WASHINGTON — President Donald Trump on Wednesday appeared to lend support to proposals to arm school personnel, telling attendees at a listening session on school shootings that the administration will “be looking at that very strongly.”
“It’s called conceal carry, where a teacher would have a concealed gun on them. They’d go for special training and they would be there and you would no longer have a gun-free zone,” Trump said. “Gun-free zone to a maniac, because they’re all cowards, a gun-free zone is ‘let’s go in and let’s attack because bullets aren’t coming back at us.’ ”
Trump suggested that if Aaron Feis, Marjory Stoneman Douglas High School’s assistant football coach, had been armed, then he would have been able to stop the shooter.
Feis was killed after shielding students from bullets, an act that Trump commended for its bravery.
Trump acknowledged that the proposal would be controversial, but added that he believed many Americans would support arming teachers.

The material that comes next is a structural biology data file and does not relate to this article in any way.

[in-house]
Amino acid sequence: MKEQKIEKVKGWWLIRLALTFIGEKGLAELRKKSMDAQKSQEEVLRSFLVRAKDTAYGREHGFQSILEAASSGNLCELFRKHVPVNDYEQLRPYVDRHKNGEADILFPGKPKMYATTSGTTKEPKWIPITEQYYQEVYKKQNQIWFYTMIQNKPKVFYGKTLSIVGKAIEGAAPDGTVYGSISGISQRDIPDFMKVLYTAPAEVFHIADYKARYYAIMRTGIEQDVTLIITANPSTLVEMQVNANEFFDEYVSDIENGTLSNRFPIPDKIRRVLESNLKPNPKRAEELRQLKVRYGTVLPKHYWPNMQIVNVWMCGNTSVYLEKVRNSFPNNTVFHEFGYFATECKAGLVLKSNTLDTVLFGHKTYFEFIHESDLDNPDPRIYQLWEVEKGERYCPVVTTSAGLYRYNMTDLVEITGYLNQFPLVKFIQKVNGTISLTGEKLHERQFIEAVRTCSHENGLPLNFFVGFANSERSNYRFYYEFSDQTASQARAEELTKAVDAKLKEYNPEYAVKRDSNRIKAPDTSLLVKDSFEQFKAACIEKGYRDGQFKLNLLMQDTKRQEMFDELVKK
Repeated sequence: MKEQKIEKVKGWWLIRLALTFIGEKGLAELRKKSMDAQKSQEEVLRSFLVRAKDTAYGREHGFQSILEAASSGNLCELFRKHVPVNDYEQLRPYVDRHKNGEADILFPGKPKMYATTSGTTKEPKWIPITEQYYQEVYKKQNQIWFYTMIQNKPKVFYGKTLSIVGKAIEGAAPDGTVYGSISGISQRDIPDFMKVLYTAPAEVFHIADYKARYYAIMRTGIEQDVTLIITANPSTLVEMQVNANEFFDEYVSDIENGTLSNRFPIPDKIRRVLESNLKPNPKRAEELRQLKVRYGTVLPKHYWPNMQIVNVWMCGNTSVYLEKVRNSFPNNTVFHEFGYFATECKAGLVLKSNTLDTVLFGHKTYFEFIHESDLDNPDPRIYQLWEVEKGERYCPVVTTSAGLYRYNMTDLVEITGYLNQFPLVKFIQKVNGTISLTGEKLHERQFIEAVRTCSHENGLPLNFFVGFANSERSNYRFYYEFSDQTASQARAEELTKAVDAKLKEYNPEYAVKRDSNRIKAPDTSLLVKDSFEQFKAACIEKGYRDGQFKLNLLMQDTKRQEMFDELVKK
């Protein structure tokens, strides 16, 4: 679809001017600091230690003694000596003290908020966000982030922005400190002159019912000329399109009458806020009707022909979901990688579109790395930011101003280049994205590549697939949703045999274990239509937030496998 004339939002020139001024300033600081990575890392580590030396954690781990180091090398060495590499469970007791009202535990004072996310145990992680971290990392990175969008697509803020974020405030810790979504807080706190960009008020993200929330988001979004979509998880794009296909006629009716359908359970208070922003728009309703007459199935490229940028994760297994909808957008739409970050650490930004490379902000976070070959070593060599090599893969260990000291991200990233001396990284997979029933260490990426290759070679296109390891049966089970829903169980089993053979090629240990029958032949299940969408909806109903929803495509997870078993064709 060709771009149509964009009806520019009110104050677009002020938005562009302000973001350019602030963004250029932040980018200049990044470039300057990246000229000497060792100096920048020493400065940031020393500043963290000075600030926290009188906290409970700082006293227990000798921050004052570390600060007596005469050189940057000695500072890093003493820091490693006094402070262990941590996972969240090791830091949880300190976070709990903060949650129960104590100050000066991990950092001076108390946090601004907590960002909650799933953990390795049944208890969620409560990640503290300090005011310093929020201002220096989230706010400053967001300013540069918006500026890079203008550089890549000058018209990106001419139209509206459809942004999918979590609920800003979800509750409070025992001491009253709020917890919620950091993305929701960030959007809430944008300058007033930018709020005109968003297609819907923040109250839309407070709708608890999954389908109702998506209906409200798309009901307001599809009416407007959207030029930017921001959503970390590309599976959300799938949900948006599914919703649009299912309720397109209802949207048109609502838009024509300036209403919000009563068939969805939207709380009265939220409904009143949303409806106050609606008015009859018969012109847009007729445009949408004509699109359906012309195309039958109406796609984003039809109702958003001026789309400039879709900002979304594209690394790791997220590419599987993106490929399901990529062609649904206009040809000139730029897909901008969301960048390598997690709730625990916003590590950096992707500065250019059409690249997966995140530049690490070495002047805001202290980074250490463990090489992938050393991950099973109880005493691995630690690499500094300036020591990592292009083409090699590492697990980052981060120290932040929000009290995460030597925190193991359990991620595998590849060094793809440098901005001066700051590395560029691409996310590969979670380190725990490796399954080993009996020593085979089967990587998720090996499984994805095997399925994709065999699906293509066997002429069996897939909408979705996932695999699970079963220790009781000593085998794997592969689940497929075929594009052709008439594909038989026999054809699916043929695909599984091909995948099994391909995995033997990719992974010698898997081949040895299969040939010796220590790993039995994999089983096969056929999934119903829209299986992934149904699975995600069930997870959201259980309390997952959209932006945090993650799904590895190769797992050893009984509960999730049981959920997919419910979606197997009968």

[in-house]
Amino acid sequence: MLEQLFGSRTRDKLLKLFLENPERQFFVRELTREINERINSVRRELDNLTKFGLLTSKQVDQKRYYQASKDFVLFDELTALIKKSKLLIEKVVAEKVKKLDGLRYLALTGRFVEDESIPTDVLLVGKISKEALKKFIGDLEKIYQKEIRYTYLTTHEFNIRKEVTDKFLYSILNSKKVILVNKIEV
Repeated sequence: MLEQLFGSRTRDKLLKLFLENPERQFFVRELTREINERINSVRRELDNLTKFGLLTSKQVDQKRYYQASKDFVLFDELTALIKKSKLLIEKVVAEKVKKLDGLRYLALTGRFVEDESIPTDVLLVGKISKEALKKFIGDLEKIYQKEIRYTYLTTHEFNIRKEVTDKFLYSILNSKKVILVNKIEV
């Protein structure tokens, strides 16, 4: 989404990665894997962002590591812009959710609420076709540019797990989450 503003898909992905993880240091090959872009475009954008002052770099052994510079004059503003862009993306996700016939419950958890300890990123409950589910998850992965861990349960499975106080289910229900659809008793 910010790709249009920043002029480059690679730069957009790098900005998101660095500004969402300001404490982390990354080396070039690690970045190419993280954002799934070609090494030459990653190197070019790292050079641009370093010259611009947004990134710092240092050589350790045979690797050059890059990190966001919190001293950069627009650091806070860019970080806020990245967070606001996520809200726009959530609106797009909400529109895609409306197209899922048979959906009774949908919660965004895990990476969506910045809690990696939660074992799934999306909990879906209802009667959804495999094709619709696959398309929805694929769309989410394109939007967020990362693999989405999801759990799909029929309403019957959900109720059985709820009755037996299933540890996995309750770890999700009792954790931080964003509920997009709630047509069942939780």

Wednesday’s listening session brought students, teachers and parents to the White House to air their feelings on last week’s deadly shooting in Parkland, Fla., and to discuss possible ways to preventing future school shootings.
Six students from the site of the shooting were among the attendees.
Trump also said his administration would push for that stronger background checks and enhanced attention to mental health.
While the National Rifle Association recommended arming teachers following 2013’s shooting at Sandy Hook Elementary School in Newtown, Conn., teacher groups have been opposed to such measures.
Following Trump’s remarks, Lily Eskelsen García, president of the National Education Association, issued a statement saying that the proposal “does nothing to protect our students and educators from gun violence.”
“Our students need more books, art and music programs, nurses and school counselors,” García said. “They do not need more guns in their classrooms.”